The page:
Pol Espargaro #44:

“I have had a good break, being able to recover from the rib injuries in Germany and get back to training. Last year we had a great weekend in Silverstone and I will working hard to try and recapture that result, but there’s work to do. It’s a track which suited us last year so hopefully we can start this second part of the year better than the races before the break. It was a great break but now I am ready to get back to racing and the Repsol Honda Team.”

In sad news for Andrea Dovizioso fans, the Italian rider will be retiring officially from MotoGP and will no longer be riding after Misano. The Yamaha experience for Dovi has been harder than expected and quite disheartening, especially for someone who was at their peak with Ducati not so long ago. It will be hard for those who have followed the sport for a long period of time to see another one of the original older riders who made the sport what it is today walk away. We will miss the politeness of Dovi during interviews, his ability to work with a team to provide the best feedback to develop the bike and his desires for a World Championship which have not arrived, a similar story to Dani Pedrosa. We thank Dovi for some seriously memorable battles over the years and look forward to sharing the paddock with him as we hope to see him continue working inside MotoGP. A rider coach or team leader would be ideal considering his skill sets have always been about working together. With Dovi leaving and putting his boots up, Cal Crutchlow will be the substitute rider for the WithU Yamaha RNF MotoGP Team and take charge for the remaining six races after continuously bringing the goods for the testing schedule. Yamaha have trust in Crutchlow to bring home points, data and provide feedback to ensure the future Yamaha machines are on course to continue being competitive.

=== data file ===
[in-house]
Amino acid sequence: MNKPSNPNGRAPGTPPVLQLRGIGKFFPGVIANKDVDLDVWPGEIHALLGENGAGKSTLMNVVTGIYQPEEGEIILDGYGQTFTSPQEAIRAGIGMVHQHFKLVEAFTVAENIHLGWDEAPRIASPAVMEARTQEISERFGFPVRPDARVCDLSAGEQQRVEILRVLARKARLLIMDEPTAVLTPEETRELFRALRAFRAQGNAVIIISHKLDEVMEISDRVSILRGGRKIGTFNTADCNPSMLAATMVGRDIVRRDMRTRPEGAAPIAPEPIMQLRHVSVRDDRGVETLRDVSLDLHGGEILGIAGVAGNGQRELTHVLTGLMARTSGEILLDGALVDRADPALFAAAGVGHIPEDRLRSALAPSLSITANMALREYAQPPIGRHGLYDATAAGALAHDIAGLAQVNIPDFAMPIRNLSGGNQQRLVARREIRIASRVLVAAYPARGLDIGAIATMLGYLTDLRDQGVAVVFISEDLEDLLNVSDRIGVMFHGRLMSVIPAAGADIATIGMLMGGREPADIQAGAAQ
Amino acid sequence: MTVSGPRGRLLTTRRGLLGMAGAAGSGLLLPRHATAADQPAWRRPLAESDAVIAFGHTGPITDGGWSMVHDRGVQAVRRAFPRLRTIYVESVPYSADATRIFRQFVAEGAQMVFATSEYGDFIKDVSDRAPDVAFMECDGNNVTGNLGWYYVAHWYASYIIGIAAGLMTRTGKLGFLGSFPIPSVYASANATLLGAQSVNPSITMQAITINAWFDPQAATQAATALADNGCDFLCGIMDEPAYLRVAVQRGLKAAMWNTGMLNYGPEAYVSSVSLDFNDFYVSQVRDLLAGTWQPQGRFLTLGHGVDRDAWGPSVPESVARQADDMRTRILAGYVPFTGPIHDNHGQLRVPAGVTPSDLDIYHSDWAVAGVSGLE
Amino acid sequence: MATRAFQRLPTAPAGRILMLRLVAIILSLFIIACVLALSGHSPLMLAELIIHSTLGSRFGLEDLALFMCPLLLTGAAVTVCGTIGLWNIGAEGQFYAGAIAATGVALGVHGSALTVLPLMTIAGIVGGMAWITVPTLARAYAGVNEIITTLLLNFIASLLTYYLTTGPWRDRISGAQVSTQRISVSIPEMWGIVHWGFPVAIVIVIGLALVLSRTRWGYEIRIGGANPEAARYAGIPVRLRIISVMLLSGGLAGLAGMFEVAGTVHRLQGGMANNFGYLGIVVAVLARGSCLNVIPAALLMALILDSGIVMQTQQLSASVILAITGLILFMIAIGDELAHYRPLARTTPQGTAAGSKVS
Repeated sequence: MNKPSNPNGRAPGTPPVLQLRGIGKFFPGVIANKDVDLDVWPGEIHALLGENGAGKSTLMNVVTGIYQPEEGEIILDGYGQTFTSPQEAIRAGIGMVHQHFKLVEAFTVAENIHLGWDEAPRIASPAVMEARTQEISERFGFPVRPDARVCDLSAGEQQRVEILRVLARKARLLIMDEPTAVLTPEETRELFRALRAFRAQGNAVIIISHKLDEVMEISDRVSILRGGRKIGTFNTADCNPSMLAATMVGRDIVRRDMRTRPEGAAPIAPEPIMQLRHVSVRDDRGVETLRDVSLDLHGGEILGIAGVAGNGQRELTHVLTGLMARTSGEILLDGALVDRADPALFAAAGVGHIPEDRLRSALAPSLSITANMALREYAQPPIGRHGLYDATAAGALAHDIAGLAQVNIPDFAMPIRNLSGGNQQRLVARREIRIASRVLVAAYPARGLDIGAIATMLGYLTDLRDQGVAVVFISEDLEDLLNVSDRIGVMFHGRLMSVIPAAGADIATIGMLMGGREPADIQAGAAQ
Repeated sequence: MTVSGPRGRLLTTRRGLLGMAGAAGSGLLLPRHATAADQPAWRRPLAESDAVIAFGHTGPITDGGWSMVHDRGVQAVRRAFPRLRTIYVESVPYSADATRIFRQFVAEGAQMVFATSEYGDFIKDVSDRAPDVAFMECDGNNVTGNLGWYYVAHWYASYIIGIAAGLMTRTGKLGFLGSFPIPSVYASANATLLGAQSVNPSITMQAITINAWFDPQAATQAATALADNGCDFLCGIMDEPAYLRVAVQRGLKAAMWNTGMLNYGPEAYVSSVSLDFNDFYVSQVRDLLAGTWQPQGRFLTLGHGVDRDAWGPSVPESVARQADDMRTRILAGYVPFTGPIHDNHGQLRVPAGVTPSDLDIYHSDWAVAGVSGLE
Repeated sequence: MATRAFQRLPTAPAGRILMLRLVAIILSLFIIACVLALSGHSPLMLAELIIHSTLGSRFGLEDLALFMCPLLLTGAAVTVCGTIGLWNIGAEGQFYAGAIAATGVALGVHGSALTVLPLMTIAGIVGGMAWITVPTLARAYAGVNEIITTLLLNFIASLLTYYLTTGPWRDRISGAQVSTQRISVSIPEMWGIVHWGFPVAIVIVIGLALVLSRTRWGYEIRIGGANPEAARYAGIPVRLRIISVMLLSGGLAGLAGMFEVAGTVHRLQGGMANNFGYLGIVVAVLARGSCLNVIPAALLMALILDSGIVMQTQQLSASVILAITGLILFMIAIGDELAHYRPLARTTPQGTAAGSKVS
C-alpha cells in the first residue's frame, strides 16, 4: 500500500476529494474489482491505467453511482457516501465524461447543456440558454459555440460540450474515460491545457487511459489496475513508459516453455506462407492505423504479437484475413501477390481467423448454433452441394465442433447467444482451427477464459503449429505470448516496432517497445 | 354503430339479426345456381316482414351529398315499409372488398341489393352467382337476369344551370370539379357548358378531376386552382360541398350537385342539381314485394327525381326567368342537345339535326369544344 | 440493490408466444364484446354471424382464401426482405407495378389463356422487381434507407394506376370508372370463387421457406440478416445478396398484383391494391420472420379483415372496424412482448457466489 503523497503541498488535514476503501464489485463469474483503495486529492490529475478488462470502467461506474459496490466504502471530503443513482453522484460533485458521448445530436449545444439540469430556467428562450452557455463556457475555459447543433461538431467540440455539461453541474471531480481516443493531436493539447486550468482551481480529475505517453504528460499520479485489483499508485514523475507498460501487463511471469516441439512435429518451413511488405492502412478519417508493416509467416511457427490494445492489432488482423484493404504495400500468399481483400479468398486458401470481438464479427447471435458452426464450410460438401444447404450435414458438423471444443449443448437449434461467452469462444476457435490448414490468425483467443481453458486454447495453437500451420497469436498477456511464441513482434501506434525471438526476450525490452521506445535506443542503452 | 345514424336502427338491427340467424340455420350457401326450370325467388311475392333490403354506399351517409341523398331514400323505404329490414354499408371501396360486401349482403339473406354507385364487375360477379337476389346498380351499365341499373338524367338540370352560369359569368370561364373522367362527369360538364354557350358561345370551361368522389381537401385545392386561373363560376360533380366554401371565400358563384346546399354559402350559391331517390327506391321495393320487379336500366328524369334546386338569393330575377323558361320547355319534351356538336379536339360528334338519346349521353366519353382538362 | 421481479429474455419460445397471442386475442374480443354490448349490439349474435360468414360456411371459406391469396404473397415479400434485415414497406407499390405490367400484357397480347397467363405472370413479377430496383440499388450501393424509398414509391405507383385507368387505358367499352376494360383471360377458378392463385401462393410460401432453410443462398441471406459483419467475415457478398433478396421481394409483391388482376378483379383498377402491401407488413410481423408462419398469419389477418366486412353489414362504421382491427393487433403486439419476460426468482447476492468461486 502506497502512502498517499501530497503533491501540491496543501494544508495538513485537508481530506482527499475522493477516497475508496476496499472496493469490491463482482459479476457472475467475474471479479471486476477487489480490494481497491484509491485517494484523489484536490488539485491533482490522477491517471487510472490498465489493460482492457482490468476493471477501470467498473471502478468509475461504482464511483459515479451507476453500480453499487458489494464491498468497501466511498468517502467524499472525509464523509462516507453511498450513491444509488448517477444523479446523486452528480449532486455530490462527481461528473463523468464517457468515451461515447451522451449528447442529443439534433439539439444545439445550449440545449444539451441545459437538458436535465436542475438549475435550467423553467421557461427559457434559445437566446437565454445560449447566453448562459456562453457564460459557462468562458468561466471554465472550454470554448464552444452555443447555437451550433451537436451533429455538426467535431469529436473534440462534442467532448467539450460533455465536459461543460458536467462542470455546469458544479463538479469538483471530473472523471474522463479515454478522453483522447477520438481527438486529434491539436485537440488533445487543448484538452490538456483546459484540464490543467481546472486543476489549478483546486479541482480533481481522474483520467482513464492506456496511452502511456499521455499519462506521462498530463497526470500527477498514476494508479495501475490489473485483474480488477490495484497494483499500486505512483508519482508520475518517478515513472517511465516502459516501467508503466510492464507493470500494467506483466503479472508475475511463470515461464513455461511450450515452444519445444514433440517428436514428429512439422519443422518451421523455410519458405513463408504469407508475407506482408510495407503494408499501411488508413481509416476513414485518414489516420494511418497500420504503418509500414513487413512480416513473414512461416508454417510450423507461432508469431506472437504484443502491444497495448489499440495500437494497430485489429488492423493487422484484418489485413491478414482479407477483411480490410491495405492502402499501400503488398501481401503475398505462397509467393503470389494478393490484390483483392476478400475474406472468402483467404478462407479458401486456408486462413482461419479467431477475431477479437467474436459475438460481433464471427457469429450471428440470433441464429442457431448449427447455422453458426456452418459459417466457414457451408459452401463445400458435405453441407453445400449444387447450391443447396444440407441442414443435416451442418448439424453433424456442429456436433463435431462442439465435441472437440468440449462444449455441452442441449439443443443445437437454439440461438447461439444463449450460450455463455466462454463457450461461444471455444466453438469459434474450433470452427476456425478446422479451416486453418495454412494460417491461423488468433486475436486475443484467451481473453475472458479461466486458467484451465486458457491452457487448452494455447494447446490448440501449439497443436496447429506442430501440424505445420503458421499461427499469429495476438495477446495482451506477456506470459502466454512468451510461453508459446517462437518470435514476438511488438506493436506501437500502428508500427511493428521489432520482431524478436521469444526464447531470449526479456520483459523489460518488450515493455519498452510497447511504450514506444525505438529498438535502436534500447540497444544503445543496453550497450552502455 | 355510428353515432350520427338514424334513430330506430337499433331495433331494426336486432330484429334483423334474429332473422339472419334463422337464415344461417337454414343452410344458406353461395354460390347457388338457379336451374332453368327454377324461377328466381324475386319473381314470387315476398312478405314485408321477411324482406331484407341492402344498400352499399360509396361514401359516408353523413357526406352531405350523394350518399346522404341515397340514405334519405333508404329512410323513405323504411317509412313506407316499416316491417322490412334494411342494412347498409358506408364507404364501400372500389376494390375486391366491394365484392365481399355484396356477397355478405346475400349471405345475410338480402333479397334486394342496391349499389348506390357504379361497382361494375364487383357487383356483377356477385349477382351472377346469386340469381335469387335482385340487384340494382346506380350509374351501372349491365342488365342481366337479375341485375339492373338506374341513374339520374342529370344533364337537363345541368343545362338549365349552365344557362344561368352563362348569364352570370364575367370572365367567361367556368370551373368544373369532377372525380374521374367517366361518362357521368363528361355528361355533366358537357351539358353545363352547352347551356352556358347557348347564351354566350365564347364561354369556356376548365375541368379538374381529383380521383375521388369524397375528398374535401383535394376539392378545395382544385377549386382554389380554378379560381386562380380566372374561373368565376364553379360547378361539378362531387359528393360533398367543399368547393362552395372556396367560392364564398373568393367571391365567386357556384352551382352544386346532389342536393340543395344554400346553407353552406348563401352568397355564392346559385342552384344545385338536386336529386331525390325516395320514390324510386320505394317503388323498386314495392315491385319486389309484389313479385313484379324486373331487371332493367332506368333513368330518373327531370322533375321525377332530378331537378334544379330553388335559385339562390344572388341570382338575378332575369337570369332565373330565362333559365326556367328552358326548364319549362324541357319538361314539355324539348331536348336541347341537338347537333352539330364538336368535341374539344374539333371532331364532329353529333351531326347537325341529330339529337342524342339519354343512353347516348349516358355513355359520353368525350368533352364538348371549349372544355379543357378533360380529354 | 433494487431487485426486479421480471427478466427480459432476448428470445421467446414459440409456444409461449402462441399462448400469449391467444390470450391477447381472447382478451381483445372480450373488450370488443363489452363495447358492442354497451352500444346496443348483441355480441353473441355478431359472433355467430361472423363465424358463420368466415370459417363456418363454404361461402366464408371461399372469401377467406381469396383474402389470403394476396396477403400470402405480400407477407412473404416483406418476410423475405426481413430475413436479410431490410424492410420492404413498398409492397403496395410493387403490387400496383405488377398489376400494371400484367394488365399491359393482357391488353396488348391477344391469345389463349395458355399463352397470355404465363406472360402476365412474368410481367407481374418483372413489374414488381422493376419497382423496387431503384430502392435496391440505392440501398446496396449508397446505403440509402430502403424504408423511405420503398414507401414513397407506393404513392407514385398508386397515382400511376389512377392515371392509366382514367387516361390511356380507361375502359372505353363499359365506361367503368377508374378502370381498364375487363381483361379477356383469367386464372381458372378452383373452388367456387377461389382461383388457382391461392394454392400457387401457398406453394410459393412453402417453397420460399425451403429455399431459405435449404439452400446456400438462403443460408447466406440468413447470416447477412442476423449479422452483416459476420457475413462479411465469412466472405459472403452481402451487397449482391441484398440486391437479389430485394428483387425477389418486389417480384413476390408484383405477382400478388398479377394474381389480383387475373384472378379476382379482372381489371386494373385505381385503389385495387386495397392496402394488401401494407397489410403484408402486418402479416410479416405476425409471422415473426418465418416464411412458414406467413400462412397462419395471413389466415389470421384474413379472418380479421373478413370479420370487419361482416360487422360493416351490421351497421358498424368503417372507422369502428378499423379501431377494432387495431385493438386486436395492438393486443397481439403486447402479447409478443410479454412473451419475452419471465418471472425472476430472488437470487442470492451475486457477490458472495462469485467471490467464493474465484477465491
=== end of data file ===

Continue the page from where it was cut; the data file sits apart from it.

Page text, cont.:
Andrea Dovizioso #04:

"Unfortunately, in recent years MotoGP has changed profoundly. The situation is very different since then: I have never felt comfortable with the bike, and I have not been able to make the most of its potential despite the precious and continuous help from the team and the whole of Yamaha. "The results were negative, but beyond that, I still consider it a very important life experience. When there are so many difficulties, you need to have the ability to manage the situation and your emotions well. We did not reach the desired objectives, but the consultations with the Yamaha technicians and with those of my team have always been positive and constructive, both for them and for me. The relationship remained loyal and professionally interesting even in the most critical moments: it was not so obvious that that would happen. "For all this and for their support, I thank Yamaha, the RNF Racing Team, WithU, and the other sponsors involved in the project. It didn't go as we hoped, but it was right to try. My adventure will end in Misano, but the relationship with all the people involved in this challenge will remain intact forever. Thank you all.”